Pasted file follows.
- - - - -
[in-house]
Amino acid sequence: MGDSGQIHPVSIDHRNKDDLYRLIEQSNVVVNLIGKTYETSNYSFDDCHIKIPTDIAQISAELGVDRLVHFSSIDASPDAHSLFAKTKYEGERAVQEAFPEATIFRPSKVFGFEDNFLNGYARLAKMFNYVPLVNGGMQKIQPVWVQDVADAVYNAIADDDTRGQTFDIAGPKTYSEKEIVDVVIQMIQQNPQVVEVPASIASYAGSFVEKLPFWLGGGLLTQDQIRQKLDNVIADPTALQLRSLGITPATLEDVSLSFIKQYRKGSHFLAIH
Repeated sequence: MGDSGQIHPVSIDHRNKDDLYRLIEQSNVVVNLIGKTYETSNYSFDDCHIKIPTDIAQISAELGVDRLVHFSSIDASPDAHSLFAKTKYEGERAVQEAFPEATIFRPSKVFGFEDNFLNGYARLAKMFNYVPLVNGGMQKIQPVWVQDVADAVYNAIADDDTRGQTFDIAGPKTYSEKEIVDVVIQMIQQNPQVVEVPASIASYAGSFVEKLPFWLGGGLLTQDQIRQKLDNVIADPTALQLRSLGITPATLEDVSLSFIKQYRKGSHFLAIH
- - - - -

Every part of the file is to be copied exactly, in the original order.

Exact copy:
[in-house]
Amino acid sequence: MGDSGQIHPVSIDHRNKDDLYRLIEQSNVVVNLIGKTYETSNYSFDDCHIKIPTDIAQISAELGVDRLVHFSSIDASPDAHSLFAKTKYEGERAVQEAFPEATIFRPSKVFGFEDNFLNGYARLAKMFNYVPLVNGGMQKIQPVWVQDVADAVYNAIADDDTRGQTFDIAGPKTYSEKEIVDVVIQMIQQNPQVVEVPASIASYAGSFVEKLPFWLGGGLLTQDQIRQKLDNVIADPTALQLRSLGITPATLEDVSLSFIKQYRKGSHFLAIH
Repeated sequence: MGDSGQIHPVSIDHRNKDDLYRLIEQSNVVVNLIGKTYETSNYSFDDCHIKIPTDIAQISAELGVDRLVHFSSIDASPDAHSLFAKTKYEGERAVQEAFPEATIFRPSKVFGFEDNFLNGYARLAKMFNYVPLVNGGMQKIQPVWVQDVADAVYNAIADDDTRGQTFDIAGPKTYSEKEIVDVVIQMIQQNPQVVEVPASIASYAGSFVEKLPFWLGGGLLTQDQIRQKLDNVIADPTALQLRSLGITPATLEDVSLSFIKQYRKGSHFLAIH